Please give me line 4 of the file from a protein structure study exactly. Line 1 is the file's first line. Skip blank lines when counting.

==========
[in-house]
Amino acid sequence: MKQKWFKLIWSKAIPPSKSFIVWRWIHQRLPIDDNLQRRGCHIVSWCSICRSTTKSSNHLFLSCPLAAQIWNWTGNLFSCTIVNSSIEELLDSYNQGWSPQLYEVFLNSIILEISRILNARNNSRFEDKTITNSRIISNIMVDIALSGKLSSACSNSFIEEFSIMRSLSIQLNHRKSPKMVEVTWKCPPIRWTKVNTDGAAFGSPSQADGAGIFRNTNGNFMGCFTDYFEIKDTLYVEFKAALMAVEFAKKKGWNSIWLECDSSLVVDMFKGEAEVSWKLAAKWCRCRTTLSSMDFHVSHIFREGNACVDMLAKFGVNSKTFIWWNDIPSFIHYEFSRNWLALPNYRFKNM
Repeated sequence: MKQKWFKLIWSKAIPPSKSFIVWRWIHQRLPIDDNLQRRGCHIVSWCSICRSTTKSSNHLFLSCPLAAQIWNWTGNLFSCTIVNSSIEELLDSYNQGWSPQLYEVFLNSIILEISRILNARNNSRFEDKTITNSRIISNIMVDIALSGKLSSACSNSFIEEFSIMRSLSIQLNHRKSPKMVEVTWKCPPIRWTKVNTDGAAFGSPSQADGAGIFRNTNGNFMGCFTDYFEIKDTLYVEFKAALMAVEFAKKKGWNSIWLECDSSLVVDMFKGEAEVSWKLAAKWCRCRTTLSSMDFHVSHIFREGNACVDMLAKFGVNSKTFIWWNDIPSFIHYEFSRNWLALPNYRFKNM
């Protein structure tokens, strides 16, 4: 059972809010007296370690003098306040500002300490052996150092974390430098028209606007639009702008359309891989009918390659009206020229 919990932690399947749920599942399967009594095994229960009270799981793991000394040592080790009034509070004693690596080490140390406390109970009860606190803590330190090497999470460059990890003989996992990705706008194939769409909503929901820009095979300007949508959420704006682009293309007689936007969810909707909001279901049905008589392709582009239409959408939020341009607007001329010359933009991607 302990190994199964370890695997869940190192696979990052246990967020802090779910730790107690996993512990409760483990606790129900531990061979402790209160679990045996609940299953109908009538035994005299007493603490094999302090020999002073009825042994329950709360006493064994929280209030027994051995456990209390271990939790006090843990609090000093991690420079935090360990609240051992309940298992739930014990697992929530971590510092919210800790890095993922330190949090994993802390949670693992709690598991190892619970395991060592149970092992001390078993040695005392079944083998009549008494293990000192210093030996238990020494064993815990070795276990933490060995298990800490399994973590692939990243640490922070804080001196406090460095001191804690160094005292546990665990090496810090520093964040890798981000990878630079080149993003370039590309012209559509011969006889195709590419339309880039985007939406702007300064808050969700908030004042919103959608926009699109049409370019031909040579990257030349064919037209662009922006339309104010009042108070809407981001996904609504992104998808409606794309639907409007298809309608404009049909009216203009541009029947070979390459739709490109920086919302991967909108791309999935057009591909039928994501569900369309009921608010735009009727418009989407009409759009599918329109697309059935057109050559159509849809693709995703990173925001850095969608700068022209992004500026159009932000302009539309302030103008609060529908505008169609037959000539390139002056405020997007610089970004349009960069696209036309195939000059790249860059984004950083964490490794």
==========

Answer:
């Protein structure tokens, strides 16, 4: 059972809010007296370690003098306040500002300490052996150092974390430098028209606007639009702008359309891989009918390659009206020229 919990932690399947749920599942399967009594095994229960009270799981793991000394040592080790009034509070004693690596080490140390406390109970009860606190803590330190090497999470460059990890003989996992990705706008194939769409909503929901820009095979300007949508959420704006682009293309007689936007969810909707909001279901049905008589392709582009239409959408939020341009607007001329010359933009991607 302990190994199964370890695997869940190192696979990052246990967020802090779910730790107690996993512990409760483990606790129900531990061979402790209160679990045996609940299953109908009538035994005299007493603490094999302090020999002073009825042994329950709360006493064994929280209030027994051995456990209390271990939790006090843990609090000093991690420079935090360990609240051992309940298992739930014990697992929530971590510092919210800790890095993922330190949090994993802390949670693992709690598991190892619970395991060592149970092992001390078993040695005392079944083998009549008494293990000192210093030996238990020494064993815990070795276990933490060995298990800490399994973590692939990243640490922070804080001196406090460095001191804690160094005292546990665990090496810090520093964040890798981000990878630079080149993003370039590309012209559509011969006889195709590419339309880039985007939406702007300064808050969700908030004042919103959608926009699109049409370019031909040579990257030349064919037209662009922006339309104010009042108070809407981001996904609504992104998808409606794309639907409007298809309608404009049909009216203009541009029947070979390459739709490109920086919302991967909108791309999935057009591909039928994501569900369309009921608010735009009727418009989407009409759009599918329109697309059935057109050559159509849809693709995703990173925001850095969608700068022209992004500026159009932000302009539309302030103008609060529908505008169609037959000539390139002056405020997007610089970004349009960069696209036309195939000059790249860059984004950083964490490794």